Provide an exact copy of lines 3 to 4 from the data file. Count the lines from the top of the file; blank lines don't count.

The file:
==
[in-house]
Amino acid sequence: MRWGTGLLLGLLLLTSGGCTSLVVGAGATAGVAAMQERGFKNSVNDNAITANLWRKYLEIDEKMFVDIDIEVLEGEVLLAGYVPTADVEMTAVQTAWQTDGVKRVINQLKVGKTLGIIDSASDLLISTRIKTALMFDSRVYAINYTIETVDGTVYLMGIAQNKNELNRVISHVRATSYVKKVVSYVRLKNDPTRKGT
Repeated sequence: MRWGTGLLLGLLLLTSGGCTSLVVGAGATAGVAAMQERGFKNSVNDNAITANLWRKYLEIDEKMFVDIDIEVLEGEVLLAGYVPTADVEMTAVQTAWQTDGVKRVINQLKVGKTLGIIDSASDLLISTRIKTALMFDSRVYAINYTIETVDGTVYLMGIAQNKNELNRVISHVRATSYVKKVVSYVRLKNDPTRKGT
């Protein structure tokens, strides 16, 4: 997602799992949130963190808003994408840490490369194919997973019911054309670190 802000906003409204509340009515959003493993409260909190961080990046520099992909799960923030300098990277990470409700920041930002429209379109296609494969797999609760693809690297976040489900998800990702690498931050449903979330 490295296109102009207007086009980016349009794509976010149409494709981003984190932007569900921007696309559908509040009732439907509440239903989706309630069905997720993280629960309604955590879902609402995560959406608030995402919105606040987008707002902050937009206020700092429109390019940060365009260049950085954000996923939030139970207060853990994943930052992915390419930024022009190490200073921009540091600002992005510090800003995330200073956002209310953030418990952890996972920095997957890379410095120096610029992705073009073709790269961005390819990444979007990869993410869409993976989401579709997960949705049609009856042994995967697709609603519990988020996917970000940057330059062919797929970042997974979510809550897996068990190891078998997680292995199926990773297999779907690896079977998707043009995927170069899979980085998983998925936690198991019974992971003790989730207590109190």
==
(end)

Repeated sequence: MRWGTGLLLGLLLLTSGGCTSLVVGAGATAGVAAMQERGFKNSVNDNAITANLWRKYLEIDEKMFVDIDIEVLEGEVLLAGYVPTADVEMTAVQTAWQTDGVKRVINQLKVGKTLGIIDSASDLLISTRIKTALMFDSRVYAINYTIETVDGTVYLMGIAQNKNELNRVISHVRATSYVKKVVSYVRLKNDPTRKGT
């Protein structure tokens, strides 16, 4: 997602799992949130963190808003994408840490490369194919997973019911054309670190 802000906003409204509340009515959003493993409260909190961080990046520099992909799960923030300098990277990470409700920041930002429209379109296609494969797999609760693809690297976040489900998800990702690498931050449903979330 490295296109102009207007086009980016349009794509976010149409494709981003984190932007569900921007696309559908509040009732439907509440239903989706309630069905997720993280629960309604955590879902609402995560959406608030995402919105606040987008707002902050937009206020700092429109390019940060365009260049950085954000996923939030139970207060853990994943930052992915390419930024022009190490200073921009540091600002992005510090800003995330200073956002209310953030418990952890996972920095997957890379410095120096610029992705073009073709790269961005390819990444979007990869993410869409993976989401579709997960949705049609009856042994995967697709609603519990988020996917970000940057330059062919797929970042997974979510809550897996068990190891078998997680292995199926990773297999779907690896079977998707043009995927170069899979980085998983998925936690198991019974992971003790989730207590109190």